Sir William Cash made the following interventions during yesterday’s debate on Parliamentary Scrutiny of Leaving the EU.
Sir William Cash: My right hon. Friend has, I think, a slight problem here. I understand from remarks made by Members on both sides of the House that when we repeal the 1972 Act, as we intend to do, some will not want to resist it—I see my right hon. Friend nodding her head, for which I am grateful. It is simply not possible for us to be in the single market on the one hand and on the other hand repeal the laws that are implicit in the 1972 Act. We cannot be in the single market and repeal the jurisdiction of that Act.
Sir William Cash: I am not giving way for the moment. I am saying that we cannot both be in the single market and repeal the 1972 Act, whose laws are part of the jurisdiction of the European Court of Justice. I will give way now to the former Attorney-General.
Mr Grieve: My hon. Friend will doubtless agree with me that over the next three to four years we will get out of one treaty and replace it with at least another, if not a multiplicity of treaties—part of the 13,000 by which we are bound internationally at present. He might also agree that Norway provides an example of a country that participates in the single market without being a member of the European Union. Does that not completely destroy the argument that my hon. Friend has just put forward?
Sir William Cash: It does not, because I said implicitly that we would not be able to go into the European economic area for that very reason. The British people have spoken in the referendum, and everyone in the Chamber says that they respect the views of the British people, yet at the same time we hear these weasel words that somehow imply that it is possible to leave the European Union, repeal the European Communities Act 1972 and still remain within the jurisdiction of the European Court of Justice. That is just nonsense—political and legal nonsense.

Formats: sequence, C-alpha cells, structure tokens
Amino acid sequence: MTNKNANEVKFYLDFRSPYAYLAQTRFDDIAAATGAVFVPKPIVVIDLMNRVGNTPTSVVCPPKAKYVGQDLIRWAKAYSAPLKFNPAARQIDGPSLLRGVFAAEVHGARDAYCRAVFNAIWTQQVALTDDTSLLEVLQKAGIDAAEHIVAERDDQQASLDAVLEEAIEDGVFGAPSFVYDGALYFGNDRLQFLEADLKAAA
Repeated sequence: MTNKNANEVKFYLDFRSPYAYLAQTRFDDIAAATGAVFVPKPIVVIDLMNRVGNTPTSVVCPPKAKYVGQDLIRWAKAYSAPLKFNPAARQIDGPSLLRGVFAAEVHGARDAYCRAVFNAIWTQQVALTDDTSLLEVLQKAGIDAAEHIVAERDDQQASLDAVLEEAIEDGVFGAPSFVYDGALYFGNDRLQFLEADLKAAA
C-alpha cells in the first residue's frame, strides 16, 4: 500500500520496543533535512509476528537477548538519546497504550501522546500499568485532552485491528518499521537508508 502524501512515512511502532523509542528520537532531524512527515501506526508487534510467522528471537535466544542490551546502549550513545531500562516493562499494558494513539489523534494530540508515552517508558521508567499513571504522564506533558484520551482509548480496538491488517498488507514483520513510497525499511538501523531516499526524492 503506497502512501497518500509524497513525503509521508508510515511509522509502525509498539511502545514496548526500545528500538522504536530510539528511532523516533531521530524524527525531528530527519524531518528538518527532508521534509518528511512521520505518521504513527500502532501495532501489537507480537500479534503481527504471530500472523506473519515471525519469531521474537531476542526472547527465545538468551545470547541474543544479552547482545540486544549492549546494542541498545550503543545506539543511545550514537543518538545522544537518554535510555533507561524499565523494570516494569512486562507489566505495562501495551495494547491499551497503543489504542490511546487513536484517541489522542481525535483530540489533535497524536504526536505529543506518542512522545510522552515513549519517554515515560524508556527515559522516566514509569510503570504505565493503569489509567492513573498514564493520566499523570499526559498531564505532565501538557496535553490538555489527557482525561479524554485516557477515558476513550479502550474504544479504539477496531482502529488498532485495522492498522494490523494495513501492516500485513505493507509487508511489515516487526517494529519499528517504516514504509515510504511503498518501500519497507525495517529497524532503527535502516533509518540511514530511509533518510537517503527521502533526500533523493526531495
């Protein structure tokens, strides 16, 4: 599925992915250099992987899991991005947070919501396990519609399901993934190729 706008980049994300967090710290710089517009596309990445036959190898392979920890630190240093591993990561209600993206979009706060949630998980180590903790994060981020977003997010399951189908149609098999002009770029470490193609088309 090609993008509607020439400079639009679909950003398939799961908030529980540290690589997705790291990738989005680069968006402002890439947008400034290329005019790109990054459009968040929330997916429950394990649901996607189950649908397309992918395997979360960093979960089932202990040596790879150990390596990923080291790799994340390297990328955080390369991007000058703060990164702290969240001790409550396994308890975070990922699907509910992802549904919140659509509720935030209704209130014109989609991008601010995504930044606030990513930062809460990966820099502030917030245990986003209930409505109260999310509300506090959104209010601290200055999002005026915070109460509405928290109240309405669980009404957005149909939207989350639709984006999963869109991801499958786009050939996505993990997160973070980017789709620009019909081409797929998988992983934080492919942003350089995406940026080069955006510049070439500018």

Sir William Cash:I have given way enough for now, and I want to continue with what I have to say. I shall come back to this issue on another occasion, but my position is abundantly clear and correct: we cannot both be in the single market and repeal the 1972 Act.
What is the meaning of the answer to the question? It meant that, by the consent of the voters given by the sovereignty of this House, this Parliament agreed to give to the British people the right to transfer from Members of Parliament in their place today and beforehand to them the decision on whether we remained or left. That decision was taken by a majority of something of the order of 6:1. In my judgment, it is unseemly if not absurd for the same Members of Parliament to say, “Oh, well, we did not like the outcome of the result” and then to say “We are now going to mitigate or try to overturn it”.
No, I am not giving way at this stage.
We are debating whether under the terms of this motion we will get a decision or a vote on the issue of trade negotiations before the triggering of article 50, so let me make this point, which is at the heart or at the least surface of the debate, about the Labour party and the Labour Government. No decision was taken by the then Labour Government to have a similar kind of condition imposed on the negotiating deal back in 1975, or indeed in October 1971. Neither in 1975 nor 1971 was there any attempt to prejudge the outcome of the negotiations, which I think speaks for itself.